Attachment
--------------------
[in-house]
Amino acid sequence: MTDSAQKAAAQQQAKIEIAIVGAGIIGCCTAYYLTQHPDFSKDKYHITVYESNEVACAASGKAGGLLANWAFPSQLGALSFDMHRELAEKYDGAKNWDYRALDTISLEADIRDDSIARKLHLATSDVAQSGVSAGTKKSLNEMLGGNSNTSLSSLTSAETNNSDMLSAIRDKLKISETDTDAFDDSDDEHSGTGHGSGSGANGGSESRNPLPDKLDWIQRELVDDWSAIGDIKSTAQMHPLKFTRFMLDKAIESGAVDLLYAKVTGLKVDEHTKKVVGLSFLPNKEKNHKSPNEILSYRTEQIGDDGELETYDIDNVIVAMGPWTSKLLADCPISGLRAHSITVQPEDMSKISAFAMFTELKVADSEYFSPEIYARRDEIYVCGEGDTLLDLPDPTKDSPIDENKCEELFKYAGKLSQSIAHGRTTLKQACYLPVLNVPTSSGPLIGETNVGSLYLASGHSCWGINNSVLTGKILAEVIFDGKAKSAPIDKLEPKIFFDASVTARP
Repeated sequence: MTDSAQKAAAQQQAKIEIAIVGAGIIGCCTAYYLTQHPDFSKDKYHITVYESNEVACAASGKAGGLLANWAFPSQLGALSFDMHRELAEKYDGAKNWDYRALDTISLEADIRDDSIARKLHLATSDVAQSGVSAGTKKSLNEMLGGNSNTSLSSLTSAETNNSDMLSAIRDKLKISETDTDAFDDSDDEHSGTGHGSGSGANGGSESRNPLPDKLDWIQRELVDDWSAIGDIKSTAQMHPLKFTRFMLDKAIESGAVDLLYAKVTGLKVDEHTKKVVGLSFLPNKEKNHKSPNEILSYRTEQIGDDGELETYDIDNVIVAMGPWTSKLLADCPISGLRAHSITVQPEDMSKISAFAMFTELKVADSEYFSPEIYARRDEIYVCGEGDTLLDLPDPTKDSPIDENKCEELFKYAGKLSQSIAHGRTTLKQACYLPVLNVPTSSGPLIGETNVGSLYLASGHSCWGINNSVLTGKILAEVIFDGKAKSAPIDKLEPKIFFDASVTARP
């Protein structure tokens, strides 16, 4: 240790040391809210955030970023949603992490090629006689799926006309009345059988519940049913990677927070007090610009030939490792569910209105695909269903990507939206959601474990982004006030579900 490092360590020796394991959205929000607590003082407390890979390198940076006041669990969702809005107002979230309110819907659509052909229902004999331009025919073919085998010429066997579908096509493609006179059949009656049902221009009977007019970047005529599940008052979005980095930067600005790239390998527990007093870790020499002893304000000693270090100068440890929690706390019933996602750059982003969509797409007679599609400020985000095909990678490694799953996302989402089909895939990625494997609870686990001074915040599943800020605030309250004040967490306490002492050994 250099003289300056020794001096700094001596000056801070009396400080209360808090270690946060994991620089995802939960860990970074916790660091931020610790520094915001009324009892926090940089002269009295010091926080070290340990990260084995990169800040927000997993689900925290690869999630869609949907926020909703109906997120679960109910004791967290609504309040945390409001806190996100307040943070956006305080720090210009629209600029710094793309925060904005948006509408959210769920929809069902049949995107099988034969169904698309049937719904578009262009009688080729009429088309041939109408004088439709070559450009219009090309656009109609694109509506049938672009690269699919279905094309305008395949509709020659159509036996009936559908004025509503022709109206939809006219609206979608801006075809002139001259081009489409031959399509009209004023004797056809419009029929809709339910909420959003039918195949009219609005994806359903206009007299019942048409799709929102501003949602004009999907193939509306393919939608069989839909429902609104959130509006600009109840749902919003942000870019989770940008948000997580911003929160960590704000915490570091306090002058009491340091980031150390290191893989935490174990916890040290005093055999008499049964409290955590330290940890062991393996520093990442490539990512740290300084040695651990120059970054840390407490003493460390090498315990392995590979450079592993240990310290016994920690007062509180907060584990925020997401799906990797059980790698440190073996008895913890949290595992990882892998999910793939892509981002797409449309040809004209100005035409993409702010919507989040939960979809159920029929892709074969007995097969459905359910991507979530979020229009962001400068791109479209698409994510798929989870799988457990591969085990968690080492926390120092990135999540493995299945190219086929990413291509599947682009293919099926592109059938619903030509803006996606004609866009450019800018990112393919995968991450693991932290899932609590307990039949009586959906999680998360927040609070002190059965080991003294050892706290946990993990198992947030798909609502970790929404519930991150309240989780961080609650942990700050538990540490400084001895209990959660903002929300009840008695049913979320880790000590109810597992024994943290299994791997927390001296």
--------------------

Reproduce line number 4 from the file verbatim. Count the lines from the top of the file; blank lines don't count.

């Protein structure tokens, strides 16, 4: 240790040391809210955030970023949603992490090629006689799926006309009345059988519940049913990677927070007090610009030939490792569910209105695909269903990507939206959601474990982004006030579900 490092360590020796394991959205929000607590003082407390890979390198940076006041669990969702809005107002979230309110819907659509052909229902004999331009025919073919085998010429066997579908096509493609006179059949009656049902221009009977007019970047005529599940008052979005980095930067600005790239390998527990007093870790020499002893304000000693270090100068440890929690706390019933996602750059982003969509797409007679599609400020985000095909990678490694799953996302989402089909895939990625494997609870686990001074915040599943800020605030309250004040967490306490002492050994 250099003289300056020794001096700094001596000056801070009396400080209360808090270690946060994991620089995802939960860990970074916790660091931020610790520094915001009324009892926090940089002269009295010091926080070290340990990260084995990169800040927000997993689900925290690869999630869609949907926020909703109906997120679960109910004791967290609504309040945390409001806190996100307040943070956006305080720090210009629209600029710094793309925060904005948006509408959210769920929809069902049949995107099988034969169904698309049937719904578009262009009688080729009429088309041939109408004088439709070559450009219009090309656009109609694109509506049938672009690269699919279905094309305008395949509709020659159509036996009936559908004025509503022709109206939809006219609206979608801006075809002139001259081009489409031959399509009209004023004797056809419009029929809709339910909420959003039918195949009219609005994806359903206009007299019942048409799709929102501003949602004009999907193939509306393919939608069989839909429902609104959130509006600009109840749902919003942000870019989770940008948000997580911003929160960590704000915490570091306090002058009491340091980031150390290191893989935490174990916890040290005093055999008499049964409290955590330290940890062991393996520093990442490539990512740290300084040695651990120059970054840390407490003493460390090498315990392995590979450079592993240990310290016994920690007062509180907060584990925020997401799906990797059980790698440190073996008895913890949290595992990882892998999910793939892509981002797409449309040809004209100005035409993409702010919507989040939960979809159920029929892709074969007995097969459905359910991507979530979020229009962001400068791109479209698409994510798929989870799988457990591969085990968690080492926390120092990135999540493995299945190219086929990413291509599947682009293919099926592109059938619903030509803006996606004609866009450019800018990112393919995968991450693991932290899932609590307990039949009586959906999680998360927040609070002190059965080991003294050892706290946990993990198992947030798909609502970790929404519930991150309240989780961080609650942990700050538990540490400084001895209990959660903002929300009840008695049913979320880790000590109810597992024994943290299994791997927390001296």